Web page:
Neil: Well, it’s very different. It’s accommodating ourselves to a diminished future. It’s as simple as that. My gosh, Americans are so privileged, we’ve never been through that experience. And it’s also, I think, you see that privilege, too, and a sort of unrealism about Americans when it comes to issues of nationality and whether their nation survives. We don’t even think of that. If you are living in an Eastern European nation or you’re living in most nations in Asia, you think about it all the time because your entire history has been your nation either being wiped out, or under the threat of being wiped out just imminently, right there, and I think that’s very difficult for America. We look around the world and it’s hard for us to comprehend how differently other nations, other peoples, see the future much more contingently. Because, of course, they face the reality in their own history of defeat many times, and subjections by other people. Americans aren’t used to that. We tend to think that our culture is sort of the universal culture. Ultimately, everyone gravitates toward us. It’s hard to see what true ideological competitor we have out there, except perhaps from China, which actually claims itself to be a new system of organization, superior to the one we have in the West. And they are kind of run by experts, they have no problem with using markets and using just enough liberty to keep the prosperity engine going. They’ve been very successful, and this year, again, they’re showing their success. China almost certainly will be the only major economy in the world with no year-over-year loss in real GDP. My gosh, look at where the European Union and the United States are going to come out in that.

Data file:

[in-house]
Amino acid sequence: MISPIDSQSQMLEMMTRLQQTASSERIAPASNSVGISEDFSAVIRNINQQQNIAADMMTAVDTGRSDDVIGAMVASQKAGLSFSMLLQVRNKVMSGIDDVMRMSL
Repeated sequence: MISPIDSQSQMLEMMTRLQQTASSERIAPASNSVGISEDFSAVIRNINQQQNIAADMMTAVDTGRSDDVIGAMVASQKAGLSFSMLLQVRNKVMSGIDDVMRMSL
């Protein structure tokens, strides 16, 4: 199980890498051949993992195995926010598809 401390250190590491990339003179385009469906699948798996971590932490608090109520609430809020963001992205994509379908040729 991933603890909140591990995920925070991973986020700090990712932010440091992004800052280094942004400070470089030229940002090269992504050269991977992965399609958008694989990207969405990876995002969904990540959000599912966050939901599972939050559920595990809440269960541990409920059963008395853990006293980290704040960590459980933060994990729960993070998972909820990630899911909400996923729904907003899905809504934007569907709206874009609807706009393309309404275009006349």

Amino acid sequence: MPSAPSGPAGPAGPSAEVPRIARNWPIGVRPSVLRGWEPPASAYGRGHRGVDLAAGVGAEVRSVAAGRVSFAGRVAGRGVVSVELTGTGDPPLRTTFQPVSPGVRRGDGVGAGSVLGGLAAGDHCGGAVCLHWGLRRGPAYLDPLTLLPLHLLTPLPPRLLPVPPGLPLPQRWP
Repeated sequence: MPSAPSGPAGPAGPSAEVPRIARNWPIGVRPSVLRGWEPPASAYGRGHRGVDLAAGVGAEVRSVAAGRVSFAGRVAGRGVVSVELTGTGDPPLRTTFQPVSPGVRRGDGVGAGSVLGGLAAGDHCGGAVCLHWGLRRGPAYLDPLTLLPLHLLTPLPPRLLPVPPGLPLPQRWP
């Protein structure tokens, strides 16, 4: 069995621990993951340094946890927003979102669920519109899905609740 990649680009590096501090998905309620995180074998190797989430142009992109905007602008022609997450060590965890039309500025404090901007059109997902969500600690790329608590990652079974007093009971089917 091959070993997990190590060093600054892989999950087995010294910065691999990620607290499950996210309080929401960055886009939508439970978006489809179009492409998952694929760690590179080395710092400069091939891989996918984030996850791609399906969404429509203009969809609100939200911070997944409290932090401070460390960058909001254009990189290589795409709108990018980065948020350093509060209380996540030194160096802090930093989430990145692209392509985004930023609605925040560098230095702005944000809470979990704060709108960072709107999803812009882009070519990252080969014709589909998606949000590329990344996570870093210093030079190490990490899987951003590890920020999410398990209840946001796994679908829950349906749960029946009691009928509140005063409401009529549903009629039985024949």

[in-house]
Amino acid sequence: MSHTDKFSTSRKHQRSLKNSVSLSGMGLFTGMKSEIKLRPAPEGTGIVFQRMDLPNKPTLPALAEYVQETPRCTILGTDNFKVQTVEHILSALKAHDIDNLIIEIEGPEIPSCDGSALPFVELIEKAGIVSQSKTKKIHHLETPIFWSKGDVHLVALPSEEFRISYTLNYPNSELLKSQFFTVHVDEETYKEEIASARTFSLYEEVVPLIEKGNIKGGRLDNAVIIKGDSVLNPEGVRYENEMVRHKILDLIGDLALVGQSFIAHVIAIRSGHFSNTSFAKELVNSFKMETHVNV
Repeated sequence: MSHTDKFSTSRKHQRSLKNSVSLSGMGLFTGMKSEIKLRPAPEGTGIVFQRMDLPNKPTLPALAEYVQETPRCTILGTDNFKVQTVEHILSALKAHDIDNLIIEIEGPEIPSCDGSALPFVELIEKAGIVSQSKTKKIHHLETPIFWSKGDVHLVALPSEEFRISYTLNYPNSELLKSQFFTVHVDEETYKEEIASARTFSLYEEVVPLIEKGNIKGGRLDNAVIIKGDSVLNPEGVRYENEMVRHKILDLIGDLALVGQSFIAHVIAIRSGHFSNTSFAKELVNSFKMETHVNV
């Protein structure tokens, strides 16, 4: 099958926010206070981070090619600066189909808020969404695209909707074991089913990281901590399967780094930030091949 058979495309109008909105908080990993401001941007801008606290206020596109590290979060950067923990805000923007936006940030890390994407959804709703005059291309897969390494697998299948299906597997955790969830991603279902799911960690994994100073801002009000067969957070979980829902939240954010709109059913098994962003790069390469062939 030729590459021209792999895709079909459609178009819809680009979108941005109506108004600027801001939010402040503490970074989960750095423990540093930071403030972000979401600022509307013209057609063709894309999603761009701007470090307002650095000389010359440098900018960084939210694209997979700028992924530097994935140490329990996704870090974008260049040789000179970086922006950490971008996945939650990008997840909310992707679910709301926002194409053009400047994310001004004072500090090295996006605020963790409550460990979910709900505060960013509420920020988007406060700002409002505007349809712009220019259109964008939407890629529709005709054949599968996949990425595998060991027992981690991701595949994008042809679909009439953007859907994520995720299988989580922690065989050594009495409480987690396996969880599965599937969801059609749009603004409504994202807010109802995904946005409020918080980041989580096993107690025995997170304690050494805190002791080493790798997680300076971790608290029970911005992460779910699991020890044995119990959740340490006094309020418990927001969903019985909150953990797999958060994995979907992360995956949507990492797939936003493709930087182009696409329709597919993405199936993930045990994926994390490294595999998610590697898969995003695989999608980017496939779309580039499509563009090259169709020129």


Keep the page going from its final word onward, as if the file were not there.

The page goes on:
So again and again, China shows that its methods which strike us clearly as oppressive, authoritarian, dictatorial, completely unfair and abusive to minorities, they’ll just say, what we have works. And in the end, history is written by the victors. That’s the other thing we forget. There’s an old Eastern European joke about that. I don’t know whether it was a Bulgarian or Romanian or a Pole, but they used to say. “Gee. I wonder what the future is going to be like in 15 years?” And the other person says, “Can’t possibly tell that, we don’t even know what the past is going to be like in 15 years.” (laughs)

But that’s the point. Who knows how in the future we’re going to re-write the past and how we’re going to reinterpret everything? That’s one thing, by the way, as an historian, I constantly emphasize when I talked listeners, and that is we look on the past and we just think we’re seeing it as it was. No, we’re seeing it interpreted as the winners wrote it. It would have been written very differently if other people had won, or if another kind of cultural or social or political outcome had been gained. When you’re looking forward, you have to realize that, as well.

David: Neil, I have four kids, the ages of 14 down to 6, and they’re growing up in a period of turmoil that, frankly, doesn’t look like it’s going to be short-lived. So arguably, things will get worse before they get better. I’m going to ask you something I don’t think I’ve asked you before, but advise me as a father how to navigate this time in their development so that they’re capable of engaging the world effectively with the mindset and skills to flourish, despite external pressures, challenges and change, perhaps change on a level we haven’t seen in decades. Do you have wisdom you might share that addresses the generational differences in perspective and the radically different worlds we have, and will, in the future, live in.